Century 21 Toys Ltd
At an Extraordinary General Meeting chaired by Lew Grade at ATV House on 25 August 1966, J. Rosenthal (Toys) Ltd was officially renamed Century 21 Toys Ltd (17). And by October 1966 the company had a Hong Kong office in the brand-new Realty Building, then the Colony's tallest, which Jack Rosenthal will have used as a base for organising the Thunderbirds toys, and also sourcing what would become the Project Sword range (18).
According to the excellent GACCH (19), the Project Sword idea came from Century 21 Merchandising following the acquisition of a Hong Kong toy factory, where some of its toys were combined with other existing toys to make up a diverse fleet of spacecraft and vehicles. Jack Rosenthal is quoted to have come up with the name, which contains the acronym for "Space World Organisation for Research & Development" (they always loved acronyms at Anderson's). And he will have found the other toys in Hong Kong, which then had a storyline created around them for use in comic and text stories being published in Solo magazine from June 1967 and TV21 magazine a year later.
After Thunderbirds, Gerry Anderson's next TV series was Captain Scarlet. Toys modelled after the vehicles were advertised by Century 21 Toys in a merchandising supplement in September 1967 (20), so Jack Rosenthal will have repeated his performance on Thunderbirds toys to have these produced as well. And these three large vehicles are still marked with the JR Diamond as shown above (21).
But it appears clouds were packing over the company. The accounts I found (see Documents below) show that it was making increasing losses. I'm no accountant, but I see a serious sum listed as a "provision for stock loss" and mention of very sizeable "subventions receivable" for August 66-April 67. The first sounds ominous (but intriguing from a historical point of view), while the second means somebody was handing over (a) huge sum(s) of money to keep the company afloat. This will have caused a reorganisation, where Robert Nicholls recalls people coming in to evaluate and heads starting to roll. He also believes Jack Rosenthal was bought out, and leaving before he himself left in September 1967. How this tallies with Rosenthal still being listed as a director in the last available list of January 1968 I don't know, but that list does state Hearn, Silver and Shackleton resigning as directors as of November 1967. Earlier lists show Gill resigning in December 1966 (so presumably unrelated to the 1967 events), Hofmeister resigning in June 1967 while Anderson associate John Read comes in, followed by PYE Records boss Louis Benjamin in September 1967 (PYE also being a company in Lew Grade's ATV empire). By December 1968, the Century 21 organisation had been greatly reshuffled (with Jack Gill now chairing Century 21 Enterprises as a whole), as was reported in Billboard magazine (22). But by that time, Jack Rosenthal was at Triang and Spacex was about to appear.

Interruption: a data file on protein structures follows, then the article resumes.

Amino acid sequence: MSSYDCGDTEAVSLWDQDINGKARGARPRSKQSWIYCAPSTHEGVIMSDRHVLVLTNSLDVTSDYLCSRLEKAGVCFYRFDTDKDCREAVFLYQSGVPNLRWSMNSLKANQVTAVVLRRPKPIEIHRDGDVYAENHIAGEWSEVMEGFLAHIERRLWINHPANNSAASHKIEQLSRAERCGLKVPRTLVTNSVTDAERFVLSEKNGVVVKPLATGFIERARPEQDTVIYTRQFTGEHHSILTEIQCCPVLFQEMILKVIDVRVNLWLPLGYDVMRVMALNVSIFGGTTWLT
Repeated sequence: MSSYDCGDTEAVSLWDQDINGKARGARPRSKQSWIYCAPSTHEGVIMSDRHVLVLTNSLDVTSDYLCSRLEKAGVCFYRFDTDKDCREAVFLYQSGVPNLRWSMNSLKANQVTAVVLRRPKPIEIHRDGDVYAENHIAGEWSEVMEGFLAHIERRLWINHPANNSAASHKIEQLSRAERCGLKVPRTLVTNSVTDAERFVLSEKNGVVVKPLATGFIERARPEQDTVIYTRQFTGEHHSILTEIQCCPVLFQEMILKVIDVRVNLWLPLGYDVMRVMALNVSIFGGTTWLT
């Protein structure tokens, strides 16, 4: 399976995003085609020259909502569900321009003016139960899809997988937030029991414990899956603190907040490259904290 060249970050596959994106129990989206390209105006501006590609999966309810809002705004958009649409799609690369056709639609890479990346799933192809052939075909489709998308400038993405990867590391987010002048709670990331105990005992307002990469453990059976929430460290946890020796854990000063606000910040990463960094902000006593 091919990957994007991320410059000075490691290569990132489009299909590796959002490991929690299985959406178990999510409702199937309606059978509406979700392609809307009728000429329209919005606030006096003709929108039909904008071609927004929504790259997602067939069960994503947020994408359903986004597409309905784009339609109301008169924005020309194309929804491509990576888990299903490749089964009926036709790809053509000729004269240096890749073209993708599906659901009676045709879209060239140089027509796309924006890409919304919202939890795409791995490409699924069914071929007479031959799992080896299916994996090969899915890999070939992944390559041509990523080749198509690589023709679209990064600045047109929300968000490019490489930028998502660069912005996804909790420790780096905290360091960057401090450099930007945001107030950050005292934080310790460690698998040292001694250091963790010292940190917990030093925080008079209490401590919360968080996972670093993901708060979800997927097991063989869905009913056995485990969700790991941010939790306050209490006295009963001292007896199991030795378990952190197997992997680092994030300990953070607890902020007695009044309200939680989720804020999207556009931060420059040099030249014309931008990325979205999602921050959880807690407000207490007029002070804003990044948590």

Terry Aarons was Premium and Promotional Merchandise Director for the Triang Group at the time, and told me it was actually Jack Rosenthal who set up the Rovex Wholesale Department which distributed Spacex toys. Rosenthal was based at the main Triang works in Merton, London SW19, while the toys were warehoused and distributed from the main Rovex works in Margate, Kent (see under Places linked at left). As is related in detail in Story So Far (linked at left), Spacex was an unqualified success, not least in terms of export. The range was extended, and more was being planned when in 1971 Lines Bros sadly ran out of cash and had to call in the receivers...